Venezuelan gov't at odds with ex police chief's release
Vice-President Maduro put the blame on the former police inspector for "manipulating with innocents"
"As a government, we continue asking for justice (...) All the weight of law should fall on those criminals. There should be no impunity for those crimes and those criminals. There should be no impunity." These words were uttered by Maduro after a meeting on Thursday by midday with the Association of Victims of April 11 and its attorney Amado Molina at the Vice-President Office.
Last Wednesday, Ivana Simonovis, the daughter of the ex-secretary of Citizen's Security with the Metropolitan Major Mayoralty, forwarded a letter to Maduro, asking the government for her father's release for health reasons. According to relatives, Iván Simonovis suffers from severe osteoporosis.
Anyhow, almost at 6:00 p.m., while voicing respect for Simonovis' daughter and wife, as "it is not their fault," blamed the inspector for using them. "They should not try manipulation by making innocent people cover the crimes perpetrated by people who worked for the CIA for years."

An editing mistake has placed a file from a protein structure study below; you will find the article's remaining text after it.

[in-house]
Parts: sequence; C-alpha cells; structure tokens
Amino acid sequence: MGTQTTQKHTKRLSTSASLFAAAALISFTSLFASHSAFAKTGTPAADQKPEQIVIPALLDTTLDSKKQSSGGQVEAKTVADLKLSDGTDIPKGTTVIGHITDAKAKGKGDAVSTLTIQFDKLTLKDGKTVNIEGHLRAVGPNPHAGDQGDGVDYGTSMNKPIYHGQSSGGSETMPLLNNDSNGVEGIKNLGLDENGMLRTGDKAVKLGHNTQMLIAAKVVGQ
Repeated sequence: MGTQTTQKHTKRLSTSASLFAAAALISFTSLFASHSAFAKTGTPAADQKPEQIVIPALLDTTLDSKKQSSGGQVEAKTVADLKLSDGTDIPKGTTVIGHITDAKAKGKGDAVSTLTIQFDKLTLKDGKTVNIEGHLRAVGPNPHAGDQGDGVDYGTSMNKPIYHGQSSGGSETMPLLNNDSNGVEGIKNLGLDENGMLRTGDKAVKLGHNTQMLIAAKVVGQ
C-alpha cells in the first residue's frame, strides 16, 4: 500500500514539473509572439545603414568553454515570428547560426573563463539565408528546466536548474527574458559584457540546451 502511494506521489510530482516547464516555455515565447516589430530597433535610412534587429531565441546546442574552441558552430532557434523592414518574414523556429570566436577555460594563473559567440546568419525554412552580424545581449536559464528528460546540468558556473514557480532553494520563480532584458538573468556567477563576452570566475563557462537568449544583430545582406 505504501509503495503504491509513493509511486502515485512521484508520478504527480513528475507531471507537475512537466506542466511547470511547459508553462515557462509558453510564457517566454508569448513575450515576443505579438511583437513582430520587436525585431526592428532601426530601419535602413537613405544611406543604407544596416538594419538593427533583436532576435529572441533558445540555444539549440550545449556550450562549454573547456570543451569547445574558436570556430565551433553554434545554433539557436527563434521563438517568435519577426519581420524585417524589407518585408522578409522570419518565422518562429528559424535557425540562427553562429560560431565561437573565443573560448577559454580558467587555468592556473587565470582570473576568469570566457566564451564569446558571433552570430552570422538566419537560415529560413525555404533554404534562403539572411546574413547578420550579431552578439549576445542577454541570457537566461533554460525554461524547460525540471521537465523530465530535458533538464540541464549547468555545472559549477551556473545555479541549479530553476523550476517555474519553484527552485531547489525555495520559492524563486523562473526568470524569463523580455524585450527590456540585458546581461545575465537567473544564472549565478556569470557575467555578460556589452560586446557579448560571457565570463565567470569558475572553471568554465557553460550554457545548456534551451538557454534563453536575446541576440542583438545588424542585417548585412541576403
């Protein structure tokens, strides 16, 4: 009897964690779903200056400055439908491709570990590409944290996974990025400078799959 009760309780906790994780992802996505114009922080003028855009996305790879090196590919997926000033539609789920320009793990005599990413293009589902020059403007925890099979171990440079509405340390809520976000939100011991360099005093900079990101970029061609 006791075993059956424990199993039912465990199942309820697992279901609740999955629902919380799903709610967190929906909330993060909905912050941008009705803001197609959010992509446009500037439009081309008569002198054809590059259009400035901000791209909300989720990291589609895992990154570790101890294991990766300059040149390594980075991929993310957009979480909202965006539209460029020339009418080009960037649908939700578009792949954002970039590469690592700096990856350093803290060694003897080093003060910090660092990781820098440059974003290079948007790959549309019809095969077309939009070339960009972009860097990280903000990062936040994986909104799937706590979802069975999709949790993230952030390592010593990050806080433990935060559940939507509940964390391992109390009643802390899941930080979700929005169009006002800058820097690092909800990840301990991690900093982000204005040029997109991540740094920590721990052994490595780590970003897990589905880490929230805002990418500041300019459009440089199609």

"Cocoa is to Venezuelans what wine is to the French," says Alejandro Prosperi, head of the Venezuelan Chamber of Cocoa, using this simile to express the paramount importance or the cocoa industry for the country. Often times heralded as "the best cocoa in the world," a passion for quality dating back to the sixteenth century has made Venezuelan cocoa growers to enjoy high prestige at international level and their product to be among the most sought-after in the world.